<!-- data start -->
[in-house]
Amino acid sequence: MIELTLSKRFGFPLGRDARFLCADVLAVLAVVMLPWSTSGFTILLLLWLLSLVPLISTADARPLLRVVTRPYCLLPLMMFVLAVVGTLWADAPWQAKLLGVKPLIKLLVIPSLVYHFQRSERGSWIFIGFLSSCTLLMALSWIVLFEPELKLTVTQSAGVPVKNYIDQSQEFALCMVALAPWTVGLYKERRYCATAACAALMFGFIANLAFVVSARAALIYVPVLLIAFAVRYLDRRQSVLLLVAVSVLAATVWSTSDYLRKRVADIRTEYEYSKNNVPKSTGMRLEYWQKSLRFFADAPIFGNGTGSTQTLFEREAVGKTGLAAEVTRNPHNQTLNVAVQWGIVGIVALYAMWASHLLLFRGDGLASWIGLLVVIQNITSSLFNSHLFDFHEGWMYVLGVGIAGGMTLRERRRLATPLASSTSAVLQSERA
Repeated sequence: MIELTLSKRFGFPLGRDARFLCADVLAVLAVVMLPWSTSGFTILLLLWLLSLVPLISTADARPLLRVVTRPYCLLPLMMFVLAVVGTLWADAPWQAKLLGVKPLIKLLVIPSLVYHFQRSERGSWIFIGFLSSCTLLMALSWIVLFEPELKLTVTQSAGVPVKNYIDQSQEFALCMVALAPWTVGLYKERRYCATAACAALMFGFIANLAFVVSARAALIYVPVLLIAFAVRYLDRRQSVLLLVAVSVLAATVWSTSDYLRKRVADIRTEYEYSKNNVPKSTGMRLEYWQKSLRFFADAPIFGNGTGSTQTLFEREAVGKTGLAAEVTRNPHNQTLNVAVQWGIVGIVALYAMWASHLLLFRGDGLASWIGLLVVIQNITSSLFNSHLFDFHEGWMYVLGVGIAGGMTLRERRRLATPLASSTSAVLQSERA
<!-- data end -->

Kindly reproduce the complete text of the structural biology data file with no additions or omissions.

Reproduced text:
[in-house]
Amino acid sequence: MIELTLSKRFGFPLGRDARFLCADVLAVLAVVMLPWSTSGFTILLLLWLLSLVPLISTADARPLLRVVTRPYCLLPLMMFVLAVVGTLWADAPWQAKLLGVKPLIKLLVIPSLVYHFQRSERGSWIFIGFLSSCTLLMALSWIVLFEPELKLTVTQSAGVPVKNYIDQSQEFALCMVALAPWTVGLYKERRYCATAACAALMFGFIANLAFVVSARAALIYVPVLLIAFAVRYLDRRQSVLLLVAVSVLAATVWSTSDYLRKRVADIRTEYEYSKNNVPKSTGMRLEYWQKSLRFFADAPIFGNGTGSTQTLFEREAVGKTGLAAEVTRNPHNQTLNVAVQWGIVGIVALYAMWASHLLLFRGDGLASWIGLLVVIQNITSSLFNSHLFDFHEGWMYVLGVGIAGGMTLRERRRLATPLASSTSAVLQSERA
Repeated sequence: MIELTLSKRFGFPLGRDARFLCADVLAVLAVVMLPWSTSGFTILLLLWLLSLVPLISTADARPLLRVVTRPYCLLPLMMFVLAVVGTLWADAPWQAKLLGVKPLIKLLVIPSLVYHFQRSERGSWIFIGFLSSCTLLMALSWIVLFEPELKLTVTQSAGVPVKNYIDQSQEFALCMVALAPWTVGLYKERRYCATAACAALMFGFIANLAFVVSARAALIYVPVLLIAFAVRYLDRRQSVLLLVAVSVLAATVWSTSDYLRKRVADIRTEYEYSKNNVPKSTGMRLEYWQKSLRFFADAPIFGNGTGSTQTLFEREAVGKTGLAAEVTRNPHNQTLNVAVQWGIVGIVALYAMWASHLLLFRGDGLASWIGLLVVIQNITSSLFNSHLFDFHEGWMYVLGVGIAGGMTLRERRRLATPLASSTSAVLQSERA